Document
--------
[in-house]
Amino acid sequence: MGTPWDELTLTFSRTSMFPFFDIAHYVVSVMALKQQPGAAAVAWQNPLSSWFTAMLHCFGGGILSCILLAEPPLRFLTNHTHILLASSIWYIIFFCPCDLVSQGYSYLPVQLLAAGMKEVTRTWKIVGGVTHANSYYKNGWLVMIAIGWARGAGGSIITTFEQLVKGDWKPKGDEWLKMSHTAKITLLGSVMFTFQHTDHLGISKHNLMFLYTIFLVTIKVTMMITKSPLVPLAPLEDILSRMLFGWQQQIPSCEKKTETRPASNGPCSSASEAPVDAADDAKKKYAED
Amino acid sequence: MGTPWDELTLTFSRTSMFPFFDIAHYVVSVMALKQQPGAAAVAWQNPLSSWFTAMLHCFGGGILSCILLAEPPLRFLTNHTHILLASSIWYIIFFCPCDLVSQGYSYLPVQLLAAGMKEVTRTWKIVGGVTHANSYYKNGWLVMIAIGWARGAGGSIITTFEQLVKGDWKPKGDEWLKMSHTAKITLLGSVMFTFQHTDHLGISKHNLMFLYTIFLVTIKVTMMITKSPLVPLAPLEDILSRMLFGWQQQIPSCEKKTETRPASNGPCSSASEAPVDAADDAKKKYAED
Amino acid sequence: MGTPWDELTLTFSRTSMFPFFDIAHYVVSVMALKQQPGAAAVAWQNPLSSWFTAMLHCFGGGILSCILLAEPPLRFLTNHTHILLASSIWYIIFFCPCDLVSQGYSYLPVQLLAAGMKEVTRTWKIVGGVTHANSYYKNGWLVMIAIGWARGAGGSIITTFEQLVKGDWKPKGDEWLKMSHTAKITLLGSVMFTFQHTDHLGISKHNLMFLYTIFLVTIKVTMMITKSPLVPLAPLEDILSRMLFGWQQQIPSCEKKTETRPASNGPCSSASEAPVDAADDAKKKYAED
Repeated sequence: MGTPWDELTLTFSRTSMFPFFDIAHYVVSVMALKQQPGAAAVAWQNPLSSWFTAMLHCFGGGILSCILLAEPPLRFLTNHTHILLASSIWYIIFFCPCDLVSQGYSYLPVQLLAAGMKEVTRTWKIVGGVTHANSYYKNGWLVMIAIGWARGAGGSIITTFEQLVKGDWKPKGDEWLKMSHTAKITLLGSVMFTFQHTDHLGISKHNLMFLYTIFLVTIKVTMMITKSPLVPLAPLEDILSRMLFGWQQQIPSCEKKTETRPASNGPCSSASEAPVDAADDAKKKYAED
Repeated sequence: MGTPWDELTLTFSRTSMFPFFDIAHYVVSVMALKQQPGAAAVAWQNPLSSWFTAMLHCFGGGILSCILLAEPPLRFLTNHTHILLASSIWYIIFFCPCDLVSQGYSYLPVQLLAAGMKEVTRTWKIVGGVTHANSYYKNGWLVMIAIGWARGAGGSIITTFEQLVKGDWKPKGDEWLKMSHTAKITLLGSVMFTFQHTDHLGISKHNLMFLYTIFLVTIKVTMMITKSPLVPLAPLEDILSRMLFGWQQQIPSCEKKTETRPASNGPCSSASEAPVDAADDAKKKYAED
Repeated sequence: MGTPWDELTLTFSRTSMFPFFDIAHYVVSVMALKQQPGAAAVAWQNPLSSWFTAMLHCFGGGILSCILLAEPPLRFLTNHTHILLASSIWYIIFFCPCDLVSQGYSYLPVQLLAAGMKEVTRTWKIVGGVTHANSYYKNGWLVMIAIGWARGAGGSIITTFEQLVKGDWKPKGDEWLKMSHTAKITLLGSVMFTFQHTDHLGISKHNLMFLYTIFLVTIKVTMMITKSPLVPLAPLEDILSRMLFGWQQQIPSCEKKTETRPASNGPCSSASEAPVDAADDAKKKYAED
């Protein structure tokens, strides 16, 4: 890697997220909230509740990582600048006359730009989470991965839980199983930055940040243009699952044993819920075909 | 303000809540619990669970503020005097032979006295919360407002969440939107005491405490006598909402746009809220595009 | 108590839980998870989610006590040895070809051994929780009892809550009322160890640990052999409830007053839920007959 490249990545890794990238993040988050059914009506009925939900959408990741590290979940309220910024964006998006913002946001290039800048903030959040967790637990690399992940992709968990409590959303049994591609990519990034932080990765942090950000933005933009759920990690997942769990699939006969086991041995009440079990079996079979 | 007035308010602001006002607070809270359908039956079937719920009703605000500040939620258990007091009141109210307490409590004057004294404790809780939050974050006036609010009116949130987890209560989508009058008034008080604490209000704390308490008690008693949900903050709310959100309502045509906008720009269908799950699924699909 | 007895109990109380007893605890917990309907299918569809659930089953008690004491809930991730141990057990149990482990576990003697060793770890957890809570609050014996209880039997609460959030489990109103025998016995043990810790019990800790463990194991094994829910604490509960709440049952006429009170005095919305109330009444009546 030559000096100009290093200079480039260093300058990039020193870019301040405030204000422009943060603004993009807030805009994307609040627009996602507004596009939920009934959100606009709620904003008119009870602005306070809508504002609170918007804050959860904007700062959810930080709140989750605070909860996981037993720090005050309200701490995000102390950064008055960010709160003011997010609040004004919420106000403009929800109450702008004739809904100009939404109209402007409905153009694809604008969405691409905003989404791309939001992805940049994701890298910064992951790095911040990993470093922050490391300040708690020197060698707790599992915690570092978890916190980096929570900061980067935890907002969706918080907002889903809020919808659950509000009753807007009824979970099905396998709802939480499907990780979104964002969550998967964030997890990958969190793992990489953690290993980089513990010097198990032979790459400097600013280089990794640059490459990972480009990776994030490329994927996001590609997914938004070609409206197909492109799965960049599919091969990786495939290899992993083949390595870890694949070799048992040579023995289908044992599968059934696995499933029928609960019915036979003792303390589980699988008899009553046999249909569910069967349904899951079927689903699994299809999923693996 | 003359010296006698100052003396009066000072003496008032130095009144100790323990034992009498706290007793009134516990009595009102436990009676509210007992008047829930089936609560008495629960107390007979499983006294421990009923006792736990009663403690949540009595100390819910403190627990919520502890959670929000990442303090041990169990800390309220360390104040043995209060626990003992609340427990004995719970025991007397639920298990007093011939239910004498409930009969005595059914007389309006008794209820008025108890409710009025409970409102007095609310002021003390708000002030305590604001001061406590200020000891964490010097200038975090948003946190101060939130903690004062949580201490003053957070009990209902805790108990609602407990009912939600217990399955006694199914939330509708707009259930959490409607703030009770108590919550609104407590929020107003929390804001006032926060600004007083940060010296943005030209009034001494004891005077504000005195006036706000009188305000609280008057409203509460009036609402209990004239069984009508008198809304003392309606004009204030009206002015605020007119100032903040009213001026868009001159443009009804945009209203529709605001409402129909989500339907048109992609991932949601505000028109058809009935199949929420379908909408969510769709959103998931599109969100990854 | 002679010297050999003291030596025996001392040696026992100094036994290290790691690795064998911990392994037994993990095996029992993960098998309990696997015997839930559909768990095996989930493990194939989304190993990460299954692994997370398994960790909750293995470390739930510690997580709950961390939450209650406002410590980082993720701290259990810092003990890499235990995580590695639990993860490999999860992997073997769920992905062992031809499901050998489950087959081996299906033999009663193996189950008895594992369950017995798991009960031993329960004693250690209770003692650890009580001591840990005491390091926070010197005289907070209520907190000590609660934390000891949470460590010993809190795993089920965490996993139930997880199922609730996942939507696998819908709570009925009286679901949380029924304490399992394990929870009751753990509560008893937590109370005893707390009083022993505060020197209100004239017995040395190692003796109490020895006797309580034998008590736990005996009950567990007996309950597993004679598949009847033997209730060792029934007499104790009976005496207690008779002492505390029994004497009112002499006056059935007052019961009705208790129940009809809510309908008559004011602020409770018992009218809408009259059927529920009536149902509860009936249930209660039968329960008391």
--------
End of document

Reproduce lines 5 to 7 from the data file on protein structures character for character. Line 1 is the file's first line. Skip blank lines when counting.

Repeated sequence: MGTPWDELTLTFSRTSMFPFFDIAHYVVSVMALKQQPGAAAVAWQNPLSSWFTAMLHCFGGGILSCILLAEPPLRFLTNHTHILLASSIWYIIFFCPCDLVSQGYSYLPVQLLAAGMKEVTRTWKIVGGVTHANSYYKNGWLVMIAIGWARGAGGSIITTFEQLVKGDWKPKGDEWLKMSHTAKITLLGSVMFTFQHTDHLGISKHNLMFLYTIFLVTIKVTMMITKSPLVPLAPLEDILSRMLFGWQQQIPSCEKKTETRPASNGPCSSASEAPVDAADDAKKKYAED
Repeated sequence: MGTPWDELTLTFSRTSMFPFFDIAHYVVSVMALKQQPGAAAVAWQNPLSSWFTAMLHCFGGGILSCILLAEPPLRFLTNHTHILLASSIWYIIFFCPCDLVSQGYSYLPVQLLAAGMKEVTRTWKIVGGVTHANSYYKNGWLVMIAIGWARGAGGSIITTFEQLVKGDWKPKGDEWLKMSHTAKITLLGSVMFTFQHTDHLGISKHNLMFLYTIFLVTIKVTMMITKSPLVPLAPLEDILSRMLFGWQQQIPSCEKKTETRPASNGPCSSASEAPVDAADDAKKKYAED
Repeated sequence: MGTPWDELTLTFSRTSMFPFFDIAHYVVSVMALKQQPGAAAVAWQNPLSSWFTAMLHCFGGGILSCILLAEPPLRFLTNHTHILLASSIWYIIFFCPCDLVSQGYSYLPVQLLAAGMKEVTRTWKIVGGVTHANSYYKNGWLVMIAIGWARGAGGSIITTFEQLVKGDWKPKGDEWLKMSHTAKITLLGSVMFTFQHTDHLGISKHNLMFLYTIFLVTIKVTMMITKSPLVPLAPLEDILSRMLFGWQQQIPSCEKKTETRPASNGPCSSASEAPVDAADDAKKKYAED